There is little difference between the hairy blue violet and the common blue; sometimes they are almost indistinguishable. Their main difference is this: the common blue violet is smooth; the hairy blue violet has a fine silky-hairy stem and smaller, more finely toothed leaves. The flowers usually are a paler lavender blue. But both are loved by almost everyone who knows any flowers at all.
Viola sororia Willd.
April - May Woods, roadsides.
Violets have been a great boon to pickers of spring flowers. By the very abundance of violets, the strain on the rarer flowers is partially lessened. For although trout lilies, lady's slippers, trilliums, and many more, may be destroyed by picking, the violet plants seem none the worse for the ordeal. It is difficult to kill violet plants by over-picking. They multiply rapidly by extending their rootstocks, in addition to the manufacture of abundant seeds by means of cleistogamous flowers in summer. Violets, therefore, are common, which is indeed a fortunate circumstance, for in their popularity they might long since have vanished from the land.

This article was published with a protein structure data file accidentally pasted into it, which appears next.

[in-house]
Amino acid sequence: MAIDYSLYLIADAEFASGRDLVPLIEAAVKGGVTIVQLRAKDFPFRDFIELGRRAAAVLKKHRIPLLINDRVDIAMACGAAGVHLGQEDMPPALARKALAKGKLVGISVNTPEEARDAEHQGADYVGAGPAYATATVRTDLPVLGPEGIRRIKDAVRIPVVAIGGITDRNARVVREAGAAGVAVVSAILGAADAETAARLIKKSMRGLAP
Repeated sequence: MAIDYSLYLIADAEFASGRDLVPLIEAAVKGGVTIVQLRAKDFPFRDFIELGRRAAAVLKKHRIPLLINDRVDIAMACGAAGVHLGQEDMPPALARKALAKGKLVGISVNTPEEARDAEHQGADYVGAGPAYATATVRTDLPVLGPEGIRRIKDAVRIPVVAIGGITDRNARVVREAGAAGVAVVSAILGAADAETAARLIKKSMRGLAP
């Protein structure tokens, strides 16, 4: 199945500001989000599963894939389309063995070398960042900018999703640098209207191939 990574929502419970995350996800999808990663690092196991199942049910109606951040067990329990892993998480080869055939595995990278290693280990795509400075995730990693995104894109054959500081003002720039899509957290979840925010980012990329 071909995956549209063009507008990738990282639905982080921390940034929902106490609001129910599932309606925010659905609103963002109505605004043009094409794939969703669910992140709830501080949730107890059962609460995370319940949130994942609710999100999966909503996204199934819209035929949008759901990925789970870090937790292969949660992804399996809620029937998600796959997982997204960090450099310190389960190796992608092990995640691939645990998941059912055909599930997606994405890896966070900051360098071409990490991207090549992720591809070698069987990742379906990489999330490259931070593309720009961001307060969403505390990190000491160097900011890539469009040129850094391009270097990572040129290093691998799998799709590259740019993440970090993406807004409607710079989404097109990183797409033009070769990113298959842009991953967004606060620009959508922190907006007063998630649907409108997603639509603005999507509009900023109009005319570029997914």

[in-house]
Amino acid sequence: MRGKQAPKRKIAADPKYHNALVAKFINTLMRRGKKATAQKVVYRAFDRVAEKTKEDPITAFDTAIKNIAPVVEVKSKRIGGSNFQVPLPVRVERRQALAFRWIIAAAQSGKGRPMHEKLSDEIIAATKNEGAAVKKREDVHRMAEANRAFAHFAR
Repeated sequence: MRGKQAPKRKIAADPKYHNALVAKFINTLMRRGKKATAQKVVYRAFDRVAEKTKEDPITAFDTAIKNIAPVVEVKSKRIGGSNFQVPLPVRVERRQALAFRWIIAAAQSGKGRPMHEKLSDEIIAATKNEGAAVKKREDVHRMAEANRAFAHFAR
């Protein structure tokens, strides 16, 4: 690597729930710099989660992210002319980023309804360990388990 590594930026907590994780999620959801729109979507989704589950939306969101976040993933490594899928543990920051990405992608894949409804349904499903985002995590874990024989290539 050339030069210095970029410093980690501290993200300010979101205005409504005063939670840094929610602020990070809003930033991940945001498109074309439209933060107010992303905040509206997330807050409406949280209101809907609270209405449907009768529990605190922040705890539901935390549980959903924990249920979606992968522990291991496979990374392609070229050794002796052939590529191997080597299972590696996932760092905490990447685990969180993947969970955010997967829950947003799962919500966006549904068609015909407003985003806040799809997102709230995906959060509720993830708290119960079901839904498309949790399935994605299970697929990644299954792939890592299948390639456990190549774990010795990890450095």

Violets were known and loved long ago in ancient Greece and Rome; they have been made into perfume and poetry and paintings and corsages. In the United States, four states call the violet their special emblem - Illinois, New Jersey. Rhode Island, and "Wisconsin. Now into the woods and swamps and meadows and roadsides and gardens of an April land, blue violets once again come into blossom and fulfill a certain promise of the spring.
The wild blue violet which is the state flower of Illinois usually is identified by naturalists as the smooth meadow blue violet (Viola papilionacea), but there are about a dozen species of these beautiful flowers. The best known and most widely distributed is perhaps the hairy blue violet, (Viola sororia), while almost as common in the wet woods is the marsh blue violet. ( Viola cucullata).